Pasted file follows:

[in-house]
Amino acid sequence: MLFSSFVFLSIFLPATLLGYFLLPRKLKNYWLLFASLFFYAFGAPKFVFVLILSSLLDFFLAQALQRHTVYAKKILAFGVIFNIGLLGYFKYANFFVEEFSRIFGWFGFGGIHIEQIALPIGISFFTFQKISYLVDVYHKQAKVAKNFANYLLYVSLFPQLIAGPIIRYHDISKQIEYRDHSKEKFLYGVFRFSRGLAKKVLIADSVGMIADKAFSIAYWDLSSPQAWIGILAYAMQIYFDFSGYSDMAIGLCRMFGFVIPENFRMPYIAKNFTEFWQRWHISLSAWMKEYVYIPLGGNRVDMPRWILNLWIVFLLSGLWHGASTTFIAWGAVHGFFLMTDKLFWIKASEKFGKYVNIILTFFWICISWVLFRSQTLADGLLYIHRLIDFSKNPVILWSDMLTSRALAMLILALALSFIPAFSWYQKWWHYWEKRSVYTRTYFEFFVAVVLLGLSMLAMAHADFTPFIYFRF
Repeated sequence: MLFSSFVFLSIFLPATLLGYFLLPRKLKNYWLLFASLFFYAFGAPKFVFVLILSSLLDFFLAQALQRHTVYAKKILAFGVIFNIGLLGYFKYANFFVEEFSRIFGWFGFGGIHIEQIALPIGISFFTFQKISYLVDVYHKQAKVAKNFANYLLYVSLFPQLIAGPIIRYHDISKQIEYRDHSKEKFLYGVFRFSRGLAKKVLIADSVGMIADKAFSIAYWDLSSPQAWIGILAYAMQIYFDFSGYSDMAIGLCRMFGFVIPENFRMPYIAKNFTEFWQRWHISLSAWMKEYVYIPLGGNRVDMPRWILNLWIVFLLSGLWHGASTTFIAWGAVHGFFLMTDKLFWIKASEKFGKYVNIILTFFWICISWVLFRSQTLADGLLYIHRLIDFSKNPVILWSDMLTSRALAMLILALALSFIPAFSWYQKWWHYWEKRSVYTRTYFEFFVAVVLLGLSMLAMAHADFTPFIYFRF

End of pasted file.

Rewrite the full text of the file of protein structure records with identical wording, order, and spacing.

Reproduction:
[in-house]
Amino acid sequence: MLFSSFVFLSIFLPATLLGYFLLPRKLKNYWLLFASLFFYAFGAPKFVFVLILSSLLDFFLAQALQRHTVYAKKILAFGVIFNIGLLGYFKYANFFVEEFSRIFGWFGFGGIHIEQIALPIGISFFTFQKISYLVDVYHKQAKVAKNFANYLLYVSLFPQLIAGPIIRYHDISKQIEYRDHSKEKFLYGVFRFSRGLAKKVLIADSVGMIADKAFSIAYWDLSSPQAWIGILAYAMQIYFDFSGYSDMAIGLCRMFGFVIPENFRMPYIAKNFTEFWQRWHISLSAWMKEYVYIPLGGNRVDMPRWILNLWIVFLLSGLWHGASTTFIAWGAVHGFFLMTDKLFWIKASEKFGKYVNIILTFFWICISWVLFRSQTLADGLLYIHRLIDFSKNPVILWSDMLTSRALAMLILALALSFIPAFSWYQKWWHYWEKRSVYTRTYFEFFVAVVLLGLSMLAMAHADFTPFIYFRF
Repeated sequence: MLFSSFVFLSIFLPATLLGYFLLPRKLKNYWLLFASLFFYAFGAPKFVFVLILSSLLDFFLAQALQRHTVYAKKILAFGVIFNIGLLGYFKYANFFVEEFSRIFGWFGFGGIHIEQIALPIGISFFTFQKISYLVDVYHKQAKVAKNFANYLLYVSLFPQLIAGPIIRYHDISKQIEYRDHSKEKFLYGVFRFSRGLAKKVLIADSVGMIADKAFSIAYWDLSSPQAWIGILAYAMQIYFDFSGYSDMAIGLCRMFGFVIPENFRMPYIAKNFTEFWQRWHISLSAWMKEYVYIPLGGNRVDMPRWILNLWIVFLLSGLWHGASTTFIAWGAVHGFFLMTDKLFWIKASEKFGKYVNIILTFFWICISWVLFRSQTLADGLLYIHRLIDFSKNPVILWSDMLTSRALAMLILALALSFIPAFSWYQKWWHYWEKRSVYTRTYFEFFVAVVLLGLSMLAMAHADFTPFIYFRF